I saw something on Facebook the other day about state motto’s. Ours was something like, ‘It’s too cold to be sober’. Here I sit on the first day of spring and our high temps are not going to be above the freezing point.

This year my friend Lisa was in town for St. Patrick’s Day. Our mutual friend Cori invited me out. I kind of had a hankering for corned beef and cabbage with green beer, so I said yes. We haven’t had the chance to get together for 6 months since Lisa moved away. Apparently, Cori and Lisa started celebrating before going out. Then Lisa said she had a tall margarita on the ride there.

Cori told the waitress that when she saw her finger up she was supposed to bring over 2 beers. It seemed like her finger was up about every 15 minutes. Cori told me that she was worried about her adult son. He drinks too much and has blackouts.

The one thing I respect about Cori is that she never drives drunk. She has been bringing her daughter out with her since she got her driver’s license. This is where I have the moral dilemma. Cori told me this past weekend that she created several fake ID’s to get her daughter into bars. Her daughter doesn’t drink. She drives people home that should never get behind the wheel of a car.

I am torn. I am totally against the whole fake ID thing, having someone in high school hang out at bars…What kind of example is that?? But I am for a safe ride home. It’s not like an Uber is easy to get.

I didn’t stay out late that night. I left before things got too crazy. There was a creepy older man dressed in black that kept coming around checking out the women on the dance floor. A woman tapped my arm and said, “You are beautiful” three times. She was young and had green hair. A wig? For a fleeting moment, I felt happy to hear the words spoken by a stranger that were never spoken by my father. I want to be beautiful forever. I grip onto her words vainly as time slips them back through my fingers. I am afraid to get old. The creepy man’s finger nail scratches my back as he steals by.

As I was leaving the parking lot, I saw the creepy old man leave with the nice girl with green hair. Did they arrive together? I feel sad. Is this her life? Why didn’t I say something kind back?

Late the next morning, I had some errands to run with my daughter. Less than a mile from home, we almost got hit by a drunk driver…probably still drunk from the night before. She swerved from the ditch into our lane…slowly weaving in and out as we pulled aside and watched her parade through.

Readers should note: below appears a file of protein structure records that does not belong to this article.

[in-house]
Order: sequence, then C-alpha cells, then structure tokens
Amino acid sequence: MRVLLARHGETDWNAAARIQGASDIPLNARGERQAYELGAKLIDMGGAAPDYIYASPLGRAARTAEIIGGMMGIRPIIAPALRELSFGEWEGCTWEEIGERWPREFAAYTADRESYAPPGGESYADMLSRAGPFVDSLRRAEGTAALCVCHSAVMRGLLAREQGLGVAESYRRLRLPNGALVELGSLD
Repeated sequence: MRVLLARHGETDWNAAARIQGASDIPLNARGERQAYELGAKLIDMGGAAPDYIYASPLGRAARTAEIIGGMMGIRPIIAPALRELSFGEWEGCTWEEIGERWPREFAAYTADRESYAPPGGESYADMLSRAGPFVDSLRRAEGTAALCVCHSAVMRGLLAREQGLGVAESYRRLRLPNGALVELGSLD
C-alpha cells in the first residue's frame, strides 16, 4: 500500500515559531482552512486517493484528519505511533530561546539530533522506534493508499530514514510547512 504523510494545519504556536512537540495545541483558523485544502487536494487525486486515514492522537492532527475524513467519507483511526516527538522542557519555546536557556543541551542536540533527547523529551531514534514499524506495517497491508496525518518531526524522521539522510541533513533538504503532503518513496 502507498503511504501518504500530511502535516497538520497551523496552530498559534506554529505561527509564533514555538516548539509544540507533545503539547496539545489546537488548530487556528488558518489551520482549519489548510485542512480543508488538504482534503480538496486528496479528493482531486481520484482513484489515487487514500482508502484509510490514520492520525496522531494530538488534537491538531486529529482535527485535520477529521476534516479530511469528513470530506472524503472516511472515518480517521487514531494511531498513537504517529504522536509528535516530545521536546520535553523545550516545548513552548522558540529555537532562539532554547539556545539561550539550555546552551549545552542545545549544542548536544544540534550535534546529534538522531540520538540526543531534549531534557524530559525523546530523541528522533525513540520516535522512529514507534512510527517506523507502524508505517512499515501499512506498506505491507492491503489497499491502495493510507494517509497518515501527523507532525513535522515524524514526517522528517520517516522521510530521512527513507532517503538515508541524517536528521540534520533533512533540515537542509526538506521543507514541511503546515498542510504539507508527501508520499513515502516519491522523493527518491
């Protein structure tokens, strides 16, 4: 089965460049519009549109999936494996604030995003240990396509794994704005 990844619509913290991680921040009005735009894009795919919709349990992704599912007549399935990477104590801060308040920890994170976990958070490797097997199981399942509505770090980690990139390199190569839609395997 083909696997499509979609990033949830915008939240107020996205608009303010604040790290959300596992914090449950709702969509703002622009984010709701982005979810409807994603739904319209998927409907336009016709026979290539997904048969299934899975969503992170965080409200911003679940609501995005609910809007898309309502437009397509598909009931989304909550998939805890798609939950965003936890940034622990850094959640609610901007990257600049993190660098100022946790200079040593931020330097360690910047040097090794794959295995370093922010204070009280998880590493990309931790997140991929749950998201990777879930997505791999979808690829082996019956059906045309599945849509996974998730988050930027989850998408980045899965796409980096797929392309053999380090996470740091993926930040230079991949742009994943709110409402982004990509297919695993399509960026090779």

That is St. Patrick’s Day in Wisconsin.

 

Thailand, parting thoughts

This is going to be my last post about Thailand…parting thoughts…general observations and comparisons..

Really, though, comparing the culture in Thailand to that of the US is like comparing apples to oranges. We are all fruity in different ways. Seriously though…there are so many ways that I wish we were more like Thailand, and other ways I am glad we are not..

I had a hard time with the young Thai girls with braces in the clubs. Technically, there is no pimp in prostitution there. If a customer would like to borrow a girl for awhile, he needs to pay the club owner a ‘fee’ to take an employee from their work shift. It bothered me to see young girls in this position.

In America I think most prostitutes would fall into the category of drug addict or runaway. In their culture, they view it as a girl (or lady boy) providing a service. A lot of these young folks take the money they make and send it home to support their families. I could never accept money from my children that was made in that way, but I also was never in a position that I had to.

Our tour guide gives some of his paycheck to his elderly father. The father spends a lot of the money on the lottery. Again, that would not fly in America.

The Thai people also think that putting a parent in a nursing home is a big no-no. The Thai people are very family oriented. Divorce is not common. There seems to be a cohesion of the family unit that is quite lacking in America.

The people dressed and acted very similarly to one another. The school children wore uniforms. The men and women dressed very plainly and modestly by our standards. Most wore monochromatic light colored clothes, not bright clothing with wording. They didn’t have dyed or crazy hairstyles. The women didn’t have tattoos nor shaved hair. They didn’t have gauges or seem big on piercings. Even the prostitutes looked very similar to each other. In America, we take individuality to the extreme.

The culture is very peaceful and relaxed. The people are not at all rude, hurried, or unfriendly. I suppose it is a little easier to deal with life if you strongly believe in karma or that someone you don’t like will come back in the next life as an insect. I personally think that Christians could learn a lot from the Buddhists in how to get along with each other. Here we squabble and fight over ever little issue. How are we going to handle an eternity in heaven together?

The people of Thailand did not generally beg for money. They took pride in bargaining and selling their wares at the market.

In Thailand, if people talk negatively about the king, they could face incarceration. I love the freedom of speech. But, geez, don’t Americans take it too far sometimes?? All we hear is fighting about religion, politics, and practically everything really. There is no respect anymore for someone that has a different opinion and yet we tout ourselves as being tolerant. We try to teach our children to respect authority, yet we dis people left and right. Enough already.

I think all schoolchildren should see what life it like in another country. Heck, maybe everyone should travel. Not only did I get the opportunity to see another culture, but I got the chance to see my own beliefs and culture differently. It enriched my thinking. I learned something about someone else and myself in the process.